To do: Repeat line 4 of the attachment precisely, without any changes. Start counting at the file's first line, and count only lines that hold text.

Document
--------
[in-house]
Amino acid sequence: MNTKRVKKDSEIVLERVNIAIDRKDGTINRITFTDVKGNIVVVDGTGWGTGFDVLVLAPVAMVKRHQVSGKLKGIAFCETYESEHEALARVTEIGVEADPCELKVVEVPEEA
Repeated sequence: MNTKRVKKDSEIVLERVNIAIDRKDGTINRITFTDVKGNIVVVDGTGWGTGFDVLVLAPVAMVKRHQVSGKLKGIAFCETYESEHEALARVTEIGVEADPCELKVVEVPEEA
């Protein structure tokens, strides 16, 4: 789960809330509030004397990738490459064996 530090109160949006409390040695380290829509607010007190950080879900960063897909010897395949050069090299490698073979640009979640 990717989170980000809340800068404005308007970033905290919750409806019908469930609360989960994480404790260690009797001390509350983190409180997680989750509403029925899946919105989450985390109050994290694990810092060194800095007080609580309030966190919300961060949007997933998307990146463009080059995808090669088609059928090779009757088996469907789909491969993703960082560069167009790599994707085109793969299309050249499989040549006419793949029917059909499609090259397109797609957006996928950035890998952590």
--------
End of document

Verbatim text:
């Protein structure tokens, strides 16, 4: 789960809330509030004397990738490459064996 530090109160949006409390040695380290829509607010007190950080879900960063897909010897395949050069090299490698073979640009979640 990717989170980000809340800068404005308007970033905290919750409806019908469930609360989960994480404790260690009797001390509350983190409180997680989750509403029925899946919105989450985390109050994290694990810092060194800095007080609580309030966190919300961060949007997933998307990146463009080059995808090669088609059928090779009757088996469907789909491969993703960082560069167009790599994707085109793969299309050249499989040549006419793949029917059909499609090259397109797609957006996928950035890998952590």